Asian stocks climbed on Tuesday, with banks extending gains on hopes the struggling global financial system is stabilizing, despite reports showing the U.S. economy is deteriorating further.
The dollar edged higher against the euro and the yen while U.S. Treasuries were steady, awaiting word on whether the Federal Reserve would buy government debt to stimulate the economy.
The rebound has squeezed some investors who bet against equities, forcing them to buy back shares, but analysts are divided over whether the rally can be sustained without a broad recovery in investor confidence.
Wall Street snapped a four-day winning streak overnight after American Express Co said its credit card default rates soared last month, hammering home the heavy toll the financial crisis has had on U.S. consumers.
U.S. industrial output fell to its lowest level in almost seven years in February, while manufacturing in New York State slumped further this month, data on Monday showed.
We still can't really relax, since we won't know the full details of this profit until quarterly results come out, and there's still a lot of uncertainty, said Takashi Ushio, head of the investment strategy division at Marusan Securities in Japan.
But they do seem to have pulled back from the worst danger.
The MSCI index of Asia Pacific shares traded outside Japan <.MIAPJ0000PUS> rose 0.75 percent to a one-month high, with the materials and consumer staples sectors providing the most support.
Japan's Nikkei share average <.N225> rose 1.5 percent to its highest intraday level since Feb 12. On a 20-day rolling basis, the Nikkei's 2.4 percent gain -- though meager -- has outperformed the 0.3 percent loss on European stocks <.FTEU3> and a 2.6 percent decline in U.S. shares <.SPX>.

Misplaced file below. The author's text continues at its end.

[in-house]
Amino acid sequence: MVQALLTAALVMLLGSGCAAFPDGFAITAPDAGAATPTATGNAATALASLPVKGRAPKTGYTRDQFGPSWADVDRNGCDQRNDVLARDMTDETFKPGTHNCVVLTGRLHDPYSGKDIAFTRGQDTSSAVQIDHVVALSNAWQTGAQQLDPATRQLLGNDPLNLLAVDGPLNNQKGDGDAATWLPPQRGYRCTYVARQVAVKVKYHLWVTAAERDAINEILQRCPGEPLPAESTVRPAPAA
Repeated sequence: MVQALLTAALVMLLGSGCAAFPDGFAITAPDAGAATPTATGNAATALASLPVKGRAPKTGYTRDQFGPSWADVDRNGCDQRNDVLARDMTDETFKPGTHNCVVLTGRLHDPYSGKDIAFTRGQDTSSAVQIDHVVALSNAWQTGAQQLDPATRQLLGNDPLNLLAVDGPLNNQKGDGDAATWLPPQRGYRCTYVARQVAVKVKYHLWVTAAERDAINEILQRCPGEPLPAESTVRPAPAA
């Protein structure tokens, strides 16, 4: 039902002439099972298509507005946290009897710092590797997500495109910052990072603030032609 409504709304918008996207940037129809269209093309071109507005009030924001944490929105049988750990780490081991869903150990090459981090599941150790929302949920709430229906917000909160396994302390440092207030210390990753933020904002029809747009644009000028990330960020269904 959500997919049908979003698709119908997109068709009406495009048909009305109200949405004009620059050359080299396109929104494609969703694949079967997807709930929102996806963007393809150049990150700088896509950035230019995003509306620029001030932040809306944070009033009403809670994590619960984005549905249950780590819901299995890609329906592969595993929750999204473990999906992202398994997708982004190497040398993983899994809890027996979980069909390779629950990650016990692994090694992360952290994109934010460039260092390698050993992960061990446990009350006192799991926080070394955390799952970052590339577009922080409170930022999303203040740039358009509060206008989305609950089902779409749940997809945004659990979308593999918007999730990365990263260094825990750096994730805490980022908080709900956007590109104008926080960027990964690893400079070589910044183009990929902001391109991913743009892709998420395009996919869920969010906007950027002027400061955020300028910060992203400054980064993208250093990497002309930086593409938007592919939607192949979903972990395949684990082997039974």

Australia's benchmark S&P/ASX 200 index <.AXJO> rose 1.7 percent, powered by the country's banks. Shares of Westpac Bank
Hong Kong's Hang Seng index <.HSI> underperformed the region and was mostly unchanged on the day. The index has had a five-day rally, enticing investors to lock in profits while they can, though a shift out of bets against HSBC <0005.HK> pushed the shares of Europe's biggest bank up 2.5 percent.
CENTRAL BANKS MULL BOND BUYS
U.S. Treasuries were largely steady ahead of a two-day policy meeting of the Federal Reserve.
The yield on the benchmark 10-year note has been unable to rise above 3 percent after four attempts in the last few months, with investors wondering if the Fed will soon start buying long-dated Treasuries to drag rates lower in other markets.
The yield is currently 2.96 percent.
Goldman Sachs economist Ed McKelvey still believes the Fed will shy away from this option for now because the worst of the consumer retrenchment may have passed, equity markets have improved lately and recent comments from Fed officials suggesting otherwise.
He said the outcome of the upcoming meeting will be identical to the January meeting.
While we see several reasons why Treasury purchases make even more sense now than they did then, the FOMC appears disinclined to take this step yet, he said in a note.
The Bank of Japan is expected to discuss whether to raise its purchases of government debt at a two-day meeting ending on Wednesday, but market participants were unsure if the central bank will make such a move at this week's board meeting.
June 10-year futures fell 0.28 point to 138.63. The benchmark 10-year yield rose a basis point to 1.305 percent, rebounding toward a one-month high of 1.320 percent hit on Friday.
Outright purchases of government bonds is one of the extreme policy options some central banks, such as the Bank of England, have adopted to buttress hard-hit economies after having already chopped interest rates down to nearly zero.
The euro edged up against the U.S. dollar, in sight of five-week highs hit the previous day and girding for a clear break above $1.3000. Positive comments from banks have improved confidence among investors and whetted their appetite for risk.
After hitting a near three-year high on March 4, the ICE U.S. dollar index <.DXY>, a measure of its performance against a group of major currencies, has fallen about 3 percent.
Gold was nearly unchanged in the spot market, trading at $921.65 per ounce, though could come under pressure depending on the sustainability of the current rally in global equities.
U.S. crude for April delivery slipped 0.6 percent to $47.05 a barrel. Since the beginning of the year, oil has bounced around a range of $50 to just below $40.
(Additional reporting by Elaine Lies in Tokyo; Editing by Kim Coghill)